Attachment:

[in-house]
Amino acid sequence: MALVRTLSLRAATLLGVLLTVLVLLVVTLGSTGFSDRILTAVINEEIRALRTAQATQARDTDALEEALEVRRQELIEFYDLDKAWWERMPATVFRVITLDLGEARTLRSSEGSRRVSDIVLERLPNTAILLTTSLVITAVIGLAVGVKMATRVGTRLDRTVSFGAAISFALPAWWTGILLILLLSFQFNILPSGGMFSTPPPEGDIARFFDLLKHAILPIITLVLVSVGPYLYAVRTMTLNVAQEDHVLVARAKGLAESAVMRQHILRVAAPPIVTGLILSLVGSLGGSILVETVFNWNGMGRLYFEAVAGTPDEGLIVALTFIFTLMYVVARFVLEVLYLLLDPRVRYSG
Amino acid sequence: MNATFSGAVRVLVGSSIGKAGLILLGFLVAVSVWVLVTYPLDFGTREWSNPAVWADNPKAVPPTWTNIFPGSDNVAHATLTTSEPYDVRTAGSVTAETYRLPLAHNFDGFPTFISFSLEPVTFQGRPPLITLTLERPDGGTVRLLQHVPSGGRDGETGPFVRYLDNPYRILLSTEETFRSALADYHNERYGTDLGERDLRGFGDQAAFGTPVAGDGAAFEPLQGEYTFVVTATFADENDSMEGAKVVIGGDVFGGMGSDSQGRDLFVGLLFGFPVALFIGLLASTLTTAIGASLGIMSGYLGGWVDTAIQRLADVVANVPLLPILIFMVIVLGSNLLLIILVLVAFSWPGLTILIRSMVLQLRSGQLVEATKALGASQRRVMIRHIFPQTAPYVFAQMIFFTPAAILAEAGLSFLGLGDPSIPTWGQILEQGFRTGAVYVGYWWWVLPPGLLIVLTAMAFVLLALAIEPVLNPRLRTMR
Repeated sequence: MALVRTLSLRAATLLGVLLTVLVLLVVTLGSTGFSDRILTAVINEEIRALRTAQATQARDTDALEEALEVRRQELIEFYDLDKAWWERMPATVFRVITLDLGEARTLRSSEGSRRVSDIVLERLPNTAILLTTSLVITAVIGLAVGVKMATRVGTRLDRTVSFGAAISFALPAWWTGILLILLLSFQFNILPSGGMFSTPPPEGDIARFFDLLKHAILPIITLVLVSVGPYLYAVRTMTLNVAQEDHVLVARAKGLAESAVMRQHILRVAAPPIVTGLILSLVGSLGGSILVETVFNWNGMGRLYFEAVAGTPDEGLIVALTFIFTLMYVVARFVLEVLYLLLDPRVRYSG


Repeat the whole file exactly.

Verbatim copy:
[in-house]
Amino acid sequence: MALVRTLSLRAATLLGVLLTVLVLLVVTLGSTGFSDRILTAVINEEIRALRTAQATQARDTDALEEALEVRRQELIEFYDLDKAWWERMPATVFRVITLDLGEARTLRSSEGSRRVSDIVLERLPNTAILLTTSLVITAVIGLAVGVKMATRVGTRLDRTVSFGAAISFALPAWWTGILLILLLSFQFNILPSGGMFSTPPPEGDIARFFDLLKHAILPIITLVLVSVGPYLYAVRTMTLNVAQEDHVLVARAKGLAESAVMRQHILRVAAPPIVTGLILSLVGSLGGSILVETVFNWNGMGRLYFEAVAGTPDEGLIVALTFIFTLMYVVARFVLEVLYLLLDPRVRYSG
Amino acid sequence: MNATFSGAVRVLVGSSIGKAGLILLGFLVAVSVWVLVTYPLDFGTREWSNPAVWADNPKAVPPTWTNIFPGSDNVAHATLTTSEPYDVRTAGSVTAETYRLPLAHNFDGFPTFISFSLEPVTFQGRPPLITLTLERPDGGTVRLLQHVPSGGRDGETGPFVRYLDNPYRILLSTEETFRSALADYHNERYGTDLGERDLRGFGDQAAFGTPVAGDGAAFEPLQGEYTFVVTATFADENDSMEGAKVVIGGDVFGGMGSDSQGRDLFVGLLFGFPVALFIGLLASTLTTAIGASLGIMSGYLGGWVDTAIQRLADVVANVPLLPILIFMVIVLGSNLLLIILVLVAFSWPGLTILIRSMVLQLRSGQLVEATKALGASQRRVMIRHIFPQTAPYVFAQMIFFTPAAILAEAGLSFLGLGDPSIPTWGQILEQGFRTGAVYVGYWWWVLPPGLLIVLTAMAFVLLALAIEPVLNPRLRTMR
Repeated sequence: MALVRTLSLRAATLLGVLLTVLVLLVVTLGSTGFSDRILTAVINEEIRALRTAQATQARDTDALEEALEVRRQELIEFYDLDKAWWERMPATVFRVITLDLGEARTLRSSEGSRRVSDIVLERLPNTAILLTTSLVITAVIGLAVGVKMATRVGTRLDRTVSFGAAISFALPAWWTGILLILLLSFQFNILPSGGMFSTPPPEGDIARFFDLLKHAILPIITLVLVSVGPYLYAVRTMTLNVAQEDHVLVARAKGLAESAVMRQHILRVAAPPIVTGLILSLVGSLGGSILVETVFNWNGMGRLYFEAVAGTPDEGLIVALTFIFTLMYVVARFVLEVLYLLLDPRVRYSG